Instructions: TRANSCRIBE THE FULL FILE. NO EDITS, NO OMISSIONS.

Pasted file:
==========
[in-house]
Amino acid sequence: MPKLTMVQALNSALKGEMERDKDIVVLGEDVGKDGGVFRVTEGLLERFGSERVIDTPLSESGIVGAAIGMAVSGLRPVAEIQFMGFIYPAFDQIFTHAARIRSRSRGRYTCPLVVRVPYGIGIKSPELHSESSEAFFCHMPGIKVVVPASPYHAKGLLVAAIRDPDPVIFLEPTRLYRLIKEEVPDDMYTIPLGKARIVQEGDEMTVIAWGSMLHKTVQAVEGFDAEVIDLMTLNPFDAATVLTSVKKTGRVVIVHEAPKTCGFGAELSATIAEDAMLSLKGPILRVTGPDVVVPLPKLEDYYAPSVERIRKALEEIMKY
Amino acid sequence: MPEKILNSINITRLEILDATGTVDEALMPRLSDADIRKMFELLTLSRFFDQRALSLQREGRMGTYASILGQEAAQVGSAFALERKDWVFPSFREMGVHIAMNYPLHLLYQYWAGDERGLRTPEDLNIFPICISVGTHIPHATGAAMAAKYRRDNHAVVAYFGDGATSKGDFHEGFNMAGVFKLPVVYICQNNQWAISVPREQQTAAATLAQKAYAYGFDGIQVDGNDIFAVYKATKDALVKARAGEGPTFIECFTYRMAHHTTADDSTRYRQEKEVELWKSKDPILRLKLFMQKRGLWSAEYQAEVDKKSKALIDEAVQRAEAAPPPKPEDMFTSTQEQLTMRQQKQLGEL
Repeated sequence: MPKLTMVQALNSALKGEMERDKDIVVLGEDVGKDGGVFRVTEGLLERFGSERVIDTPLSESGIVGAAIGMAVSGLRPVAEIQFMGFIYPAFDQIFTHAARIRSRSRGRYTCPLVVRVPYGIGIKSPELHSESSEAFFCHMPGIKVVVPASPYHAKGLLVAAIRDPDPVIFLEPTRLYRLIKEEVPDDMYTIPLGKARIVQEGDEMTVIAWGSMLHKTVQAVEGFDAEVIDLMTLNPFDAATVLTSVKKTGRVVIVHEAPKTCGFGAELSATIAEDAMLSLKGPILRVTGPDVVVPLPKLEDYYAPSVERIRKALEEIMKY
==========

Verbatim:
[in-house]
Amino acid sequence: MPKLTMVQALNSALKGEMERDKDIVVLGEDVGKDGGVFRVTEGLLERFGSERVIDTPLSESGIVGAAIGMAVSGLRPVAEIQFMGFIYPAFDQIFTHAARIRSRSRGRYTCPLVVRVPYGIGIKSPELHSESSEAFFCHMPGIKVVVPASPYHAKGLLVAAIRDPDPVIFLEPTRLYRLIKEEVPDDMYTIPLGKARIVQEGDEMTVIAWGSMLHKTVQAVEGFDAEVIDLMTLNPFDAATVLTSVKKTGRVVIVHEAPKTCGFGAELSATIAEDAMLSLKGPILRVTGPDVVVPLPKLEDYYAPSVERIRKALEEIMKY
Amino acid sequence: MPEKILNSINITRLEILDATGTVDEALMPRLSDADIRKMFELLTLSRFFDQRALSLQREGRMGTYASILGQEAAQVGSAFALERKDWVFPSFREMGVHIAMNYPLHLLYQYWAGDERGLRTPEDLNIFPICISVGTHIPHATGAAMAAKYRRDNHAVVAYFGDGATSKGDFHEGFNMAGVFKLPVVYICQNNQWAISVPREQQTAAATLAQKAYAYGFDGIQVDGNDIFAVYKATKDALVKARAGEGPTFIECFTYRMAHHTTADDSTRYRQEKEVELWKSKDPILRLKLFMQKRGLWSAEYQAEVDKKSKALIDEAVQRAEAAPPPKPEDMFTSTQEQLTMRQQKQLGEL
Repeated sequence: MPKLTMVQALNSALKGEMERDKDIVVLGEDVGKDGGVFRVTEGLLERFGSERVIDTPLSESGIVGAAIGMAVSGLRPVAEIQFMGFIYPAFDQIFTHAARIRSRSRGRYTCPLVVRVPYGIGIKSPELHSESSEAFFCHMPGIKVVVPASPYHAKGLLVAAIRDPDPVIFLEPTRLYRLIKEEVPDDMYTIPLGKARIVQEGDEMTVIAWGSMLHKTVQAVEGFDAEVIDLMTLNPFDAATVLTSVKKTGRVVIVHEAPKTCGFGAELSATIAEDAMLSLKGPILRVTGPDVVVPLPKLEDYYAPSVERIRKALEEIMKY